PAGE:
FaithWalk Clothing by William Renae
In today's world and in times past collaboration and partnering has been an instrumental strategy. Partnering helps us to grow, learn, change and exchange ideas. Even the Bible endorses partnering based on the scripture that says, "Where two or three are gathered, I am there."
I want to introduce to you a mother/son partnership, which currently launched a new clothing line. The clothing line is called FaithWalk. The new line is created to encourage others to save themselves and to take control of their own destiny.
Renae Parker Benenson is a Mom, certified Chaplin (spiritual listener and encourager), writer and co-founder of FaithWalk. William Marshall Parker II is a Son, entrepreneur, writer and co-founder of FaithWalk. Together they compliment each other and have found support for their individual and collective growth and development.
They started FaithWalk because they get it. They have figured out that their life is to get better spiritually, emotionally, financially, intellectually and physically it will be because they have prayed to God and believe that the Creator will equip them for the journey and fill them with unfathomable power to be and to do more than they can ever imagine.
Sunday, December 7, 2008
The Sunday service at Greater Grace Temple began with the Clark Sisters song “I’m Looking for a Miracle” and included a reading of this verse from the Book of Romans: “I consider that our present sufferings are not worth comparing with the glory that will be revealed in us.”
Worshipers at Greater Grace Temple, a Pentecostal church in Detroit, prayed on Sunday for an automobile industry miracle.
Pentecostal Bishop Charles H. Ellis III, who shared the sanctuary’s wide altar with three gleaming sport utility vehicles, closed his sermon by leading the choir and congregants in a boisterous rendition of the gospel singer Myrna Summers’s “We’re Gonna Make It” as hundreds of worshipers who work in the automotive industry — union assemblers, executives, car salesmen — gathered six deep around the altar to have their foreheads anointed with consecrated oil.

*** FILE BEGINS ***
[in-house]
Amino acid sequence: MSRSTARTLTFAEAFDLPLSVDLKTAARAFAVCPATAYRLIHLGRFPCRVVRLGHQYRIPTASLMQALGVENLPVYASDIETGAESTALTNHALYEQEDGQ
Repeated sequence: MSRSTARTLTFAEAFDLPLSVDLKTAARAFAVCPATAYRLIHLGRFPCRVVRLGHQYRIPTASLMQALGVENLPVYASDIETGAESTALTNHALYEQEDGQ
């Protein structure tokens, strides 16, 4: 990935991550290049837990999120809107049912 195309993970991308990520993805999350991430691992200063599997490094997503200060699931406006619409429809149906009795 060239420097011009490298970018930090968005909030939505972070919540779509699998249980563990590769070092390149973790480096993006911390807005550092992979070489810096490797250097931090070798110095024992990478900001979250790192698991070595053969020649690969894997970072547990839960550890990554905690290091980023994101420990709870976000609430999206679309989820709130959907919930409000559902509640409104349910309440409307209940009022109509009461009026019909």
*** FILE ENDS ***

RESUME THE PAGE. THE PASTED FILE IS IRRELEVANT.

While Congress debated aid to the foundering Detroit automakers Sunday, many here whose future hinges on the decision turned to prayer.
Outside the Corpus Christi Catholic Church, a sign beckoned passers-by inside to hear about “God’s bailout plan.” Roman Catholic churches in the Detroit area distributed a four-page letter from Cardinal Adam Maida, the archbishop, offering “some pastoral insights and suggestions about how we might prepare to celebrate Christmas this year when economic conditions are so grim.”
In the letter, Cardinal Maida acknowledged that “things in Michigan will probably never be the same” but encourages the region’s 1.3 million Catholics to maintain their faith. “At this darkest time of the year, we proclaim that Christ is our light and Christ is our hope,” he wrote.
Last week Cardinal Maida gathered 11 Detroit-area religious leaders, representing Christian, Jewish and Muslim congregations, to call on Congress to approve the $34 billion in government-backed loans that the automakers have requested.
At Greater Grace Temple, an 8,000-member Pentecostal church in northwest Detroit, the Sunday service was dedicated to addressing the uncertainty facing workers whose livelihood depends on the well-being of General Motors, Ford Motor and Chrysler.
Greater Grace, the largest church in Detroit, invited officials from the United Automobile Workers union to speak before Bishop Ellis gave his sermon, titled “A Hybrid Hope.”
The S.U.V.’s on the stage, a Chevrolet Tahoe, Ford Escape and Chrysler Aspen on loan from local dealerships, were all gas-electric hybrids, and Bishop Ellis urged worshipers to combat the region’s woes by mixing hope with faith in God.
Bishop Ellis encouraged the congregation to pray, not that Congress would “do the right thing” and approve loaning money to the car companies, but that Detroiters would “make it” through these tough times.